Mark Jacobson: Yeah well, we’ve solved that problem in theory because when you electrify all sectors, suddenly everything is electricity including heating and cooling industry, and so you can now use heat storage which is low-cost and cold storage to reduce electricity use. For example, Stanford University, the University I work at, they’ve had an ice cube under a building since 1998. So at night when electricity prices are low, they use the electricity to create ice so that during the day instead of using electricity during peak times of the day in the afternoon, they run water through tubes in the ice and cool with water that was used to cool buildings so they reduce peak time electricity demand. And in fact, another example was there was a natural gas plant literally outside my office until last April when it was bulldozed, that gas plant was providing 80% of the electricity and heat for the University is gone now. It was replaced with two boilers and a chiller and an elaborate piping system and then the remaining electricity was obtained from solar. And what the boilers and chillers did was whenever you create hot you produce cold and whenever you create cold you produce hot waste and usually the opposite is wasted. So if you actually capture the waste heat and the waste cold and use it, you reduce your demand significantly. It's really ideas like this where you combine heat and cold and with electricity's low-cost electricity storage in pumped hydroelectric power, existing hydroelectric power is a big battery, concentrated solar power is 1/10th the cost of batteries. And then in using other types of heat storage such as in rocks which is only a dollar a kilowatt hour compared to $300 a kilowatt hour for batteries, you can actually solve the problem. We showed this over the whole of United States. We did a paper that was published last year in the proceedings of the National Academy of Sciences where we examined, is it possible with 100% power for all sectors in clean renewables in the whole US, is it possible to keep the grid stable. We found that it was at a cost similar to the cost of fossil fuels.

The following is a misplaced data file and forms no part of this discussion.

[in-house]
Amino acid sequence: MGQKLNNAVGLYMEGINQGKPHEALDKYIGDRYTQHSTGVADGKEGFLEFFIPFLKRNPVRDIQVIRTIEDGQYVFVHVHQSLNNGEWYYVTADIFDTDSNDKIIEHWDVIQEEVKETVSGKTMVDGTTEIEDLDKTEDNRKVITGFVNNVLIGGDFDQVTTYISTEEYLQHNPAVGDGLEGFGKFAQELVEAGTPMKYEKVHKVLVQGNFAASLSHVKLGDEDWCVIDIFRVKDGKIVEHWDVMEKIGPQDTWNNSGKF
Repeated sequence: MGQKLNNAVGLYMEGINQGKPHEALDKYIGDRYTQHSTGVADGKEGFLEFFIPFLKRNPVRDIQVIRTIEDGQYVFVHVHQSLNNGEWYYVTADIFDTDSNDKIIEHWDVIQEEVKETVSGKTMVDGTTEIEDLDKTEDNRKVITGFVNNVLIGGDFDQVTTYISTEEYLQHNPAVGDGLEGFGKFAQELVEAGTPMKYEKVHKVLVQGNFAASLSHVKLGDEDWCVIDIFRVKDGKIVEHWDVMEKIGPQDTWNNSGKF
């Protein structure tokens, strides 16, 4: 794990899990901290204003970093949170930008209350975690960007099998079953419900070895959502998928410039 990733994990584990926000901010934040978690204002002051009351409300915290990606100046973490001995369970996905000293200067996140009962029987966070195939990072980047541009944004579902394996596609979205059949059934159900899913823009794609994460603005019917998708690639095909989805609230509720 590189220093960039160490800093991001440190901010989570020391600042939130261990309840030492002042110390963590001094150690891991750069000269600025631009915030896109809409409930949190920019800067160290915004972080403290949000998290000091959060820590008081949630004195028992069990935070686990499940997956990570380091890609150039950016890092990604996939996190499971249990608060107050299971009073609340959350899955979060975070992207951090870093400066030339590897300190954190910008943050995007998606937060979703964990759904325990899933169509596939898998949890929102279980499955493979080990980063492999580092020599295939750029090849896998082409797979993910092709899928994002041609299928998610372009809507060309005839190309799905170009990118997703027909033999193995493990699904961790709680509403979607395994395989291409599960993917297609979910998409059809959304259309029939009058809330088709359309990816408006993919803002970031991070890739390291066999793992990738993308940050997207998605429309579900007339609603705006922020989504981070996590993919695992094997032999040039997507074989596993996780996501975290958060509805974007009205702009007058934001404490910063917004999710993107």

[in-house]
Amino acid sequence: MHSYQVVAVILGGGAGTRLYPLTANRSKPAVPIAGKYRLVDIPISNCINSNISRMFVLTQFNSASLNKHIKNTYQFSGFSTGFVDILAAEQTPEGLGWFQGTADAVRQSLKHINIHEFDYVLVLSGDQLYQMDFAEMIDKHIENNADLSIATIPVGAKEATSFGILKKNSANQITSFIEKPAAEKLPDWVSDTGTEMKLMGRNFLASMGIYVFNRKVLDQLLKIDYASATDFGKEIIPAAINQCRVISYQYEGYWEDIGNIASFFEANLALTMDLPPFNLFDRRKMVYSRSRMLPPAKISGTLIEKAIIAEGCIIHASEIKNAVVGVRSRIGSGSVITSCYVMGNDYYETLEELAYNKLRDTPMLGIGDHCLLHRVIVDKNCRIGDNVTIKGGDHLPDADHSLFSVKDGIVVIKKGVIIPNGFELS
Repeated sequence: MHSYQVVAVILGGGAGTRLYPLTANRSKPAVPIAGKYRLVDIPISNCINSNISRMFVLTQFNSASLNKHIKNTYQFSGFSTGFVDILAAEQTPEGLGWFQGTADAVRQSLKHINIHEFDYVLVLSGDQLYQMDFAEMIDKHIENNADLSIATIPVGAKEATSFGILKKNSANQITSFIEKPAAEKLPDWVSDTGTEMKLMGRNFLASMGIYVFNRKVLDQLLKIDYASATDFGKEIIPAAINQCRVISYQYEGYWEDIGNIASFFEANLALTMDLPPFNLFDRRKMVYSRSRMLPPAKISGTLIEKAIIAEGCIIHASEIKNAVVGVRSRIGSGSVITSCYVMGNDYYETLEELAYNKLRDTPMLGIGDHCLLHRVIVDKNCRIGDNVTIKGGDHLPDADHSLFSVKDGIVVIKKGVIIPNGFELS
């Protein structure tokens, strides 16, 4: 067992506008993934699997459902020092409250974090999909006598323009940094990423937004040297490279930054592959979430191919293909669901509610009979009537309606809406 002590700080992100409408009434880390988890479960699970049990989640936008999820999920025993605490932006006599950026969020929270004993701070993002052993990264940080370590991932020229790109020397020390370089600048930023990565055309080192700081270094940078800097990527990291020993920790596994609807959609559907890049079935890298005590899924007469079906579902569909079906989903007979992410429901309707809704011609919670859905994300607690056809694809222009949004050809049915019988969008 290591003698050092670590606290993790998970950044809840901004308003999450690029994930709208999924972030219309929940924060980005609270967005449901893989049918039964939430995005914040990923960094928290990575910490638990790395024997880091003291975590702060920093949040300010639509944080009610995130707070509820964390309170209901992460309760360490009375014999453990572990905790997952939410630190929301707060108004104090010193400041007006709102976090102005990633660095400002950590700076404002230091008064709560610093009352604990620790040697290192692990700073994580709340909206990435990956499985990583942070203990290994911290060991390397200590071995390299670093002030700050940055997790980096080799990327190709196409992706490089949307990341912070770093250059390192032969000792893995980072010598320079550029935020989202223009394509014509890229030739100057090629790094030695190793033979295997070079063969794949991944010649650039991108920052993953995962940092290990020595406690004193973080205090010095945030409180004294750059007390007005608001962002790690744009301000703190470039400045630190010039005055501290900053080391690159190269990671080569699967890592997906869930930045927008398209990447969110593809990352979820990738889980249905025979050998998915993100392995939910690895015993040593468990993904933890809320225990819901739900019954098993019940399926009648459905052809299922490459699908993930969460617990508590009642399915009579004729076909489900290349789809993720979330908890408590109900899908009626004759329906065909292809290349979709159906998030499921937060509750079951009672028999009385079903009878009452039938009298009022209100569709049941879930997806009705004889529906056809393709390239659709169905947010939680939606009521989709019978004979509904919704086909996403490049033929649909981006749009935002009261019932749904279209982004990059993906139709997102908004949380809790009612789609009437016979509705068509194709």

Greg Dalton: Mark Ferron, you're part of the organization that runs the grid that has to manage all these electrons moving every which way every day, really complicated job. How do you see new entrants and new competition, there’s a lot more consumer choice now. We didn’t use to have a choice. Customer choice is coming to this market. Is that gonna drive it to a cleaner market?